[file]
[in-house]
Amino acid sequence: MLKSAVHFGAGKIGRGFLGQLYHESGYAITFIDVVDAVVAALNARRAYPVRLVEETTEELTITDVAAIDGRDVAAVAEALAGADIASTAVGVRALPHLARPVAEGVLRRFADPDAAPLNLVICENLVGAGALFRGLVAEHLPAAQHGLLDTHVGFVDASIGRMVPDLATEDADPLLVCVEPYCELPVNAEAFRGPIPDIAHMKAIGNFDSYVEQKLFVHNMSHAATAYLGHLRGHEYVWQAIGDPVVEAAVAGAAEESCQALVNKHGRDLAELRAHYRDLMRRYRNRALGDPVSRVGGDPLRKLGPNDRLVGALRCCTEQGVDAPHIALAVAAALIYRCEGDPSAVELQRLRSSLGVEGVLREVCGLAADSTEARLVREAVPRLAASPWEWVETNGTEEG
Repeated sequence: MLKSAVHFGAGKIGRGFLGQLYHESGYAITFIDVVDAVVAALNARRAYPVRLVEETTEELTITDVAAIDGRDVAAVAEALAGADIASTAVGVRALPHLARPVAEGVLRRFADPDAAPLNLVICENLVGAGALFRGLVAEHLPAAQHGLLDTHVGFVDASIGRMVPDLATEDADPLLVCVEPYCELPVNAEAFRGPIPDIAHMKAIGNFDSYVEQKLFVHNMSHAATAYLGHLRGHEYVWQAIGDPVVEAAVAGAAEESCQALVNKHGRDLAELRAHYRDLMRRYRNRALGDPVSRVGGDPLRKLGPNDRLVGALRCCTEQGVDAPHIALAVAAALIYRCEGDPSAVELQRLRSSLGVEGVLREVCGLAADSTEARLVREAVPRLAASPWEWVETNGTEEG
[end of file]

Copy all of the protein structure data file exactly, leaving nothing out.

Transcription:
[in-house]
Amino acid sequence: MLKSAVHFGAGKIGRGFLGQLYHESGYAITFIDVVDAVVAALNARRAYPVRLVEETTEELTITDVAAIDGRDVAAVAEALAGADIASTAVGVRALPHLARPVAEGVLRRFADPDAAPLNLVICENLVGAGALFRGLVAEHLPAAQHGLLDTHVGFVDASIGRMVPDLATEDADPLLVCVEPYCELPVNAEAFRGPIPDIAHMKAIGNFDSYVEQKLFVHNMSHAATAYLGHLRGHEYVWQAIGDPVVEAAVAGAAEESCQALVNKHGRDLAELRAHYRDLMRRYRNRALGDPVSRVGGDPLRKLGPNDRLVGALRCCTEQGVDAPHIALAVAAALIYRCEGDPSAVELQRLRSSLGVEGVLREVCGLAADSTEARLVREAVPRLAASPWEWVETNGTEEG
Repeated sequence: MLKSAVHFGAGKIGRGFLGQLYHESGYAITFIDVVDAVVAALNARRAYPVRLVEETTEELTITDVAAIDGRDVAAVAEALAGADIASTAVGVRALPHLARPVAEGVLRRFADPDAAPLNLVICENLVGAGALFRGLVAEHLPAAQHGLLDTHVGFVDASIGRMVPDLATEDADPLLVCVEPYCELPVNAEAFRGPIPDIAHMKAIGNFDSYVEQKLFVHNMSHAATAYLGHLRGHEYVWQAIGDPVVEAAVAGAAEESCQALVNKHGRDLAELRAHYRDLMRRYRNRALGDPVSRVGGDPLRKLGPNDRLVGALRCCTEQGVDAPHIALAVAAALIYRCEGDPSAVELQRLRSSLGVEGVLREVCGLAADSTEARLVREAVPRLAASPWEWVETNGTEEG